Your repository needs you! Calling all University of Bolton academics

April 23, 2012

The University of Bolton has had an institutional repository since 2007. The University of Bolton Institutional Repository (UBIR) is an online, searchable, indexable database containing the intellectual output of the University of Bolton. Deposits in UBIR include journal articles, book chapters, poster presentations, conference papers, images and reports, to name but a few. Many of these items are available in full-text; all include bibliographic details and where available include hyperlinks and Digital Object Identifers (DOIs). UBIR is what is known as an Open Access repository, in that it enables access to academic research, for free, via the Internet and without the need to login to view the resource.

You may be wondering why an Open Access repository such UBIR is so important. Research that has been included in an Open Access repository such as UBIR has been shown to be cited two to five more times than research that has been published by ‘traditional’ means (for example, in a published journal). Not only that, it can be very difficult to access published academic research, as often it ends up being published in journals that are only accessible with a subscription. If you work as an academic at a university, it might be the case that even if you have had research published, unless your university has subscribed to the journal in question, you may not even be able to access your own research! It’s a difficult situation, and one the Open Access movement is trying to resolve. These are just two of the benefits of  Open Access.

In the summer of 2011, the software used for UBIR changed from a commercial system to an open source, in-house solution. Since then, the repository has continued to develop, with new items being added all the time. Moreover, the scope of deposits is also developing, with recent additions including examples of student research proposals and theses. However, the repository also needs feedback from the academic community here at the University of Bolton to ensure that it best meets the needs of that community.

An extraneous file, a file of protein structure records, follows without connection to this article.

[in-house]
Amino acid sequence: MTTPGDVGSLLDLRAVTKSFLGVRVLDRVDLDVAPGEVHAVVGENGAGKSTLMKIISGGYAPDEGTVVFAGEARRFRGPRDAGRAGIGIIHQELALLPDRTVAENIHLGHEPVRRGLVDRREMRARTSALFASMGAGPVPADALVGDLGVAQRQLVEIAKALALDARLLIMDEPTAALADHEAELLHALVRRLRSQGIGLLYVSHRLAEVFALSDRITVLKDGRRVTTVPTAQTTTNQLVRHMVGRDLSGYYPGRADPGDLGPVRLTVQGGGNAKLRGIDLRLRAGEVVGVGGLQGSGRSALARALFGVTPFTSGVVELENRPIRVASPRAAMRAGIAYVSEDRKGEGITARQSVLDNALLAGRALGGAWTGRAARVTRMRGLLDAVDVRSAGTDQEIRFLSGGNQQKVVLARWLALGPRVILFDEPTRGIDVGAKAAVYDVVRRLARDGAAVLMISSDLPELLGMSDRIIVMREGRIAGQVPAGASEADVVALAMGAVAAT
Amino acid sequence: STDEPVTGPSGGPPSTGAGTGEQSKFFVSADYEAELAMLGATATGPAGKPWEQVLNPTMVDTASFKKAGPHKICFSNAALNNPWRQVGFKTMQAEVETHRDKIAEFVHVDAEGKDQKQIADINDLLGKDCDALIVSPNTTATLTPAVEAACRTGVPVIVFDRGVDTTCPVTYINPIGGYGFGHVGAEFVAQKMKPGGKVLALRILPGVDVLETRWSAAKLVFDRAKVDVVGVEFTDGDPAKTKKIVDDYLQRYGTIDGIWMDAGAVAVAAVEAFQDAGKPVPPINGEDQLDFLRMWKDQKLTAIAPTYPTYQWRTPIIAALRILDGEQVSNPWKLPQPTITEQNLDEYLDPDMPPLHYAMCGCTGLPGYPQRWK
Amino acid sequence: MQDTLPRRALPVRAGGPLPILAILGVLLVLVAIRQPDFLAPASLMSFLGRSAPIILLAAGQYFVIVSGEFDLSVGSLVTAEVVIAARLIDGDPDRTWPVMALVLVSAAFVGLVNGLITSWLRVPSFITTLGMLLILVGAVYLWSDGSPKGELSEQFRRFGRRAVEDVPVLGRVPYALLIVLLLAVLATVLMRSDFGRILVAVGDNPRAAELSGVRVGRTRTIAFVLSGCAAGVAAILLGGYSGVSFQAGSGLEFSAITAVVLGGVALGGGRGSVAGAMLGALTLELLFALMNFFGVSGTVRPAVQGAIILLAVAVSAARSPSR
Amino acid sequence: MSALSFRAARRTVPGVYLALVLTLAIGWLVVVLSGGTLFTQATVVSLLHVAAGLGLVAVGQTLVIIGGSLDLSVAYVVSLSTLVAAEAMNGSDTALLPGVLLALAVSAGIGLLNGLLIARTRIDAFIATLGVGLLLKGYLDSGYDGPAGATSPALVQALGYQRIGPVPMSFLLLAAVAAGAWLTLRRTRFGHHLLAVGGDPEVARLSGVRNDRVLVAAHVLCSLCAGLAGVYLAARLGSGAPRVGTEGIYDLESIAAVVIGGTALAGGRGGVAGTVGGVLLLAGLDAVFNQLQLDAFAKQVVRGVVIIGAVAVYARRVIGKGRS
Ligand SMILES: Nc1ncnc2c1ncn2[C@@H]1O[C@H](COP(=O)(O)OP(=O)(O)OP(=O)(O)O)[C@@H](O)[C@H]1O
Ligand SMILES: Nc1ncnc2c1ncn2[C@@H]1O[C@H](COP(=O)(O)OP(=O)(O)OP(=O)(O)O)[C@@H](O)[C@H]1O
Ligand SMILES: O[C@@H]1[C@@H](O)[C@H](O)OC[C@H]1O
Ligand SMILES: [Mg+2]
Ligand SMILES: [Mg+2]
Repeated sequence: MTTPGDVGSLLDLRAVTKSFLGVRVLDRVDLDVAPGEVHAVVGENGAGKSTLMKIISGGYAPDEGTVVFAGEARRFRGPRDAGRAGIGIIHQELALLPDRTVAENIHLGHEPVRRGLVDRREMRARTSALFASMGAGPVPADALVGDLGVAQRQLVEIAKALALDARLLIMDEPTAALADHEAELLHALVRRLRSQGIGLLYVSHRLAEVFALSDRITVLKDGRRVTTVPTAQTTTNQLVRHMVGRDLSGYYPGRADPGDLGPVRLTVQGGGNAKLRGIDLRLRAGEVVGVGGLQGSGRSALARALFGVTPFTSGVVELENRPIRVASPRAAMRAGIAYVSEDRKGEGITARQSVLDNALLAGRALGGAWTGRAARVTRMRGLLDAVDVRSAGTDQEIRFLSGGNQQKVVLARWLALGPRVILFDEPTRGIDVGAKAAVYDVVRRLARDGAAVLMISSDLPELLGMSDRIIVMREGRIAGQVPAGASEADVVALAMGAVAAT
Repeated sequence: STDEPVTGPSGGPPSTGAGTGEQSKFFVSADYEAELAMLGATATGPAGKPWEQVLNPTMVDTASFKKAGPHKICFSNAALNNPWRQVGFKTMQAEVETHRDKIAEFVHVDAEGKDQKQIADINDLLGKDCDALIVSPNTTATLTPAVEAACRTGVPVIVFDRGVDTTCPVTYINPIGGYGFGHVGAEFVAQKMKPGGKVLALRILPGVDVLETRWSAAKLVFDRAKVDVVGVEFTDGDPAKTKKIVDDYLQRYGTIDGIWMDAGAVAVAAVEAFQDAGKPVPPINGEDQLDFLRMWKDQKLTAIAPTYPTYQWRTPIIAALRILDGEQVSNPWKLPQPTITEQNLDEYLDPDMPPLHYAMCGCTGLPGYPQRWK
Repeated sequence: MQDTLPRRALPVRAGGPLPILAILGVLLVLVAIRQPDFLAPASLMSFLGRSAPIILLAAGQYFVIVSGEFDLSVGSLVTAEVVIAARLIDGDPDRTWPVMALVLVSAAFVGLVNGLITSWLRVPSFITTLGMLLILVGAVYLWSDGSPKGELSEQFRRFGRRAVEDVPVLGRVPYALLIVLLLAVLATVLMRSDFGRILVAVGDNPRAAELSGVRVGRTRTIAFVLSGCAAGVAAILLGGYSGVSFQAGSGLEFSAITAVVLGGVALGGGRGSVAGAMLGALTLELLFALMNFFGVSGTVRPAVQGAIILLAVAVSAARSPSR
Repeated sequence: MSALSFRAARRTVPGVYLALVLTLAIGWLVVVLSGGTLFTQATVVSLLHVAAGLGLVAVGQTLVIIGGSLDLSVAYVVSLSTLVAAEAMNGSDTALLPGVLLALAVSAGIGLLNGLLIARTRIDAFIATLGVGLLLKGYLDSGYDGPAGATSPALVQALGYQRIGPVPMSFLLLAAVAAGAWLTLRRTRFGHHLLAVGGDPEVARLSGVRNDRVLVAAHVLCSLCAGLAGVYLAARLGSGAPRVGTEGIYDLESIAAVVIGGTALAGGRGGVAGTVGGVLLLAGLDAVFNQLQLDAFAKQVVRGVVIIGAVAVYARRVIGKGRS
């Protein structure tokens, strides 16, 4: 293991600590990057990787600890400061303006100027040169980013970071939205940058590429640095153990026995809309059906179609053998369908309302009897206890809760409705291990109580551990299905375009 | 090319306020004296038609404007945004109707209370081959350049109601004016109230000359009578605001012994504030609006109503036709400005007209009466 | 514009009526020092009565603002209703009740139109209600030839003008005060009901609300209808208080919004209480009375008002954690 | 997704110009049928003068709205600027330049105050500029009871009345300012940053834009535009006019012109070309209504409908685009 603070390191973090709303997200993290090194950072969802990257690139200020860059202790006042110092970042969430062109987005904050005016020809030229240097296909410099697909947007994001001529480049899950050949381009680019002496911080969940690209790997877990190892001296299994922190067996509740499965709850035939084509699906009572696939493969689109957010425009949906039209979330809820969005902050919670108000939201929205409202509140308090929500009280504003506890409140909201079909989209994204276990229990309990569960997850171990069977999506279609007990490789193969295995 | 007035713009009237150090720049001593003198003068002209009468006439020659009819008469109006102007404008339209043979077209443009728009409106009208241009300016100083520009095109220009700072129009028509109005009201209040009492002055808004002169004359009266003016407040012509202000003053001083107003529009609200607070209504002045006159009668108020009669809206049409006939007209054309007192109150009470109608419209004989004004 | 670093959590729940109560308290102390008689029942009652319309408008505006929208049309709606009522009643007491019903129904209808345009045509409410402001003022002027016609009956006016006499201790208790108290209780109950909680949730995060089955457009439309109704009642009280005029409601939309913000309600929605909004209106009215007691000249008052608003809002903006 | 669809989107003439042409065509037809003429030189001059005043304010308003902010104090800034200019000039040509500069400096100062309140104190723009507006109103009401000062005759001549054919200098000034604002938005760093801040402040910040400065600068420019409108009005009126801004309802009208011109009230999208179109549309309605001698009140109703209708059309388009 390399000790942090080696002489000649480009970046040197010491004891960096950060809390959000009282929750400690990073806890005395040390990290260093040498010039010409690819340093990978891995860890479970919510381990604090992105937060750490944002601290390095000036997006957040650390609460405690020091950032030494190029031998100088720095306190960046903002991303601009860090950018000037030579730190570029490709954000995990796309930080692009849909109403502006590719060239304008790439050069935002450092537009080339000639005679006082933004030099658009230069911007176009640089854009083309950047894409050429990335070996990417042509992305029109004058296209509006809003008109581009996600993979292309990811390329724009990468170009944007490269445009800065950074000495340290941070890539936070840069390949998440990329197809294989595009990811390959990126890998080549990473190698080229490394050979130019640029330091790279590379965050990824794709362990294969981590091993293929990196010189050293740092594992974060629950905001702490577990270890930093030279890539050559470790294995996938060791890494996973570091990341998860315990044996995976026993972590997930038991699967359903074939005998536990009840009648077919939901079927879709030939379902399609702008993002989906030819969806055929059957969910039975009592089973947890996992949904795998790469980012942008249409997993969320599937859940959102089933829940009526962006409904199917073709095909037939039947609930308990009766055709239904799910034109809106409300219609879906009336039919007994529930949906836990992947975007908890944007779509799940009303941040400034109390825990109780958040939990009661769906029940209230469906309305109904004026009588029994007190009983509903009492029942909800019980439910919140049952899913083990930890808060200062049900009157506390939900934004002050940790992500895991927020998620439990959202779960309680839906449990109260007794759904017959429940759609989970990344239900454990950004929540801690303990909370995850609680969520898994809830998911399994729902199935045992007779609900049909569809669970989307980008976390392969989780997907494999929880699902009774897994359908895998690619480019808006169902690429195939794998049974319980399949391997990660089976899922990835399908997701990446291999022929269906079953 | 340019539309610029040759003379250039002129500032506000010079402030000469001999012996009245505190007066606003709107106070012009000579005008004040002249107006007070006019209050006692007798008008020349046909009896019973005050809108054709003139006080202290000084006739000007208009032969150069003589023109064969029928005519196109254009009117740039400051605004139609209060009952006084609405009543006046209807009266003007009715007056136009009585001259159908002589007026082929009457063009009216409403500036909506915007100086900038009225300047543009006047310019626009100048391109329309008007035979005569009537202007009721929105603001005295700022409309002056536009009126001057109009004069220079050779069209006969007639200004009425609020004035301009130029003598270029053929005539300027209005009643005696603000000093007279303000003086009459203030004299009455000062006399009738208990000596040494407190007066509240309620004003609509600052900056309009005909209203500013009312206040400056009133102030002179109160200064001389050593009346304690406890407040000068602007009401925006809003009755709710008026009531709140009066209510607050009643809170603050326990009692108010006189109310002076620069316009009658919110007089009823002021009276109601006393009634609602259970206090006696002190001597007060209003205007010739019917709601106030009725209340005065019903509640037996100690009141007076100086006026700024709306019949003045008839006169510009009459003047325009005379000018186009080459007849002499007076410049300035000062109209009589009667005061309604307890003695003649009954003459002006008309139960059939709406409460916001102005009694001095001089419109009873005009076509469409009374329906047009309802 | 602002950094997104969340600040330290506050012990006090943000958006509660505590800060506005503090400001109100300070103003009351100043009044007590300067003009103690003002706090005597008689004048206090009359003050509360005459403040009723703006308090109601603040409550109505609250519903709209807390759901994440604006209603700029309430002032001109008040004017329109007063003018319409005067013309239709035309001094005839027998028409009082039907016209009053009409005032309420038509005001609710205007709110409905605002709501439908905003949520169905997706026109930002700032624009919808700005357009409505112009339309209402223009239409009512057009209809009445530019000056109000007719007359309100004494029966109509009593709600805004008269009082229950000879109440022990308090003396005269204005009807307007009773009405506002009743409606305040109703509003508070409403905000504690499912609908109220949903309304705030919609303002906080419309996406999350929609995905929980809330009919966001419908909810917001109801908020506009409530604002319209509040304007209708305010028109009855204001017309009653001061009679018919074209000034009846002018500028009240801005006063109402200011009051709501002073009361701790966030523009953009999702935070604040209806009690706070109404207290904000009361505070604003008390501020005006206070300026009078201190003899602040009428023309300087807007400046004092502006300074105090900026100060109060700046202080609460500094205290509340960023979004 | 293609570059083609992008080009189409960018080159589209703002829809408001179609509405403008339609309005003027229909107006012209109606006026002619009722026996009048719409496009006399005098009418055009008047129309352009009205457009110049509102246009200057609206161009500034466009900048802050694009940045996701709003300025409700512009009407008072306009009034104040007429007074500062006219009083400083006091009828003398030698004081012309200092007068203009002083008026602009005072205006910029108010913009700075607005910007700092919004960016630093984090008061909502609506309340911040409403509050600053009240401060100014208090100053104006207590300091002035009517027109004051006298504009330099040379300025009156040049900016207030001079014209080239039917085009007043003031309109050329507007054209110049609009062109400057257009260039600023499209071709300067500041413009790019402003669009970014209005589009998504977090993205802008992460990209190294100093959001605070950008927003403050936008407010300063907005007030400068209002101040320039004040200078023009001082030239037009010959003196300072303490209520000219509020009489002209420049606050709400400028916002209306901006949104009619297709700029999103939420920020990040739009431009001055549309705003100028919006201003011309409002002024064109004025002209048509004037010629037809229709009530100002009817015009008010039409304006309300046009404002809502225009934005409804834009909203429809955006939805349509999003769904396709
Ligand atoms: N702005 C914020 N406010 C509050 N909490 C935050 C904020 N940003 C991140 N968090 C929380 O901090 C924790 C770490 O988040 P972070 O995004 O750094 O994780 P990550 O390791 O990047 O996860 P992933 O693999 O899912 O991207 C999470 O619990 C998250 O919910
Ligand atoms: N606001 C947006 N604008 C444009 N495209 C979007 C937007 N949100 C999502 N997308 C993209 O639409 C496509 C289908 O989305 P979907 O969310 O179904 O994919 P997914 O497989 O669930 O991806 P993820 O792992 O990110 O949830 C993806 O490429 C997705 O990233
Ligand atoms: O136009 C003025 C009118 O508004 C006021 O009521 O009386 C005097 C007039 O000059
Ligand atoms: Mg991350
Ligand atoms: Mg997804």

So, your repository needs you! Deposits are welcome at all times, and the UBIR team will deposit material on your behalf. We check copyright conditions for all submissions, and you can be assured that depositing reesarch in UBIR will in no way jeopardise publication. We also need feedback on the repository itself, such as features you would like to see, and how you would wish it to be developed in the future. Further information about institutional repositories can be found here, and a list of international repositories can be found at the website for ROAR (Registry of Open Access Repositories) so that you can get a feel for how other universities are engaging with and promoting Open Access.

UBIR is available at To get involved with UBIR, why don’t you get in contact with the UBIR team.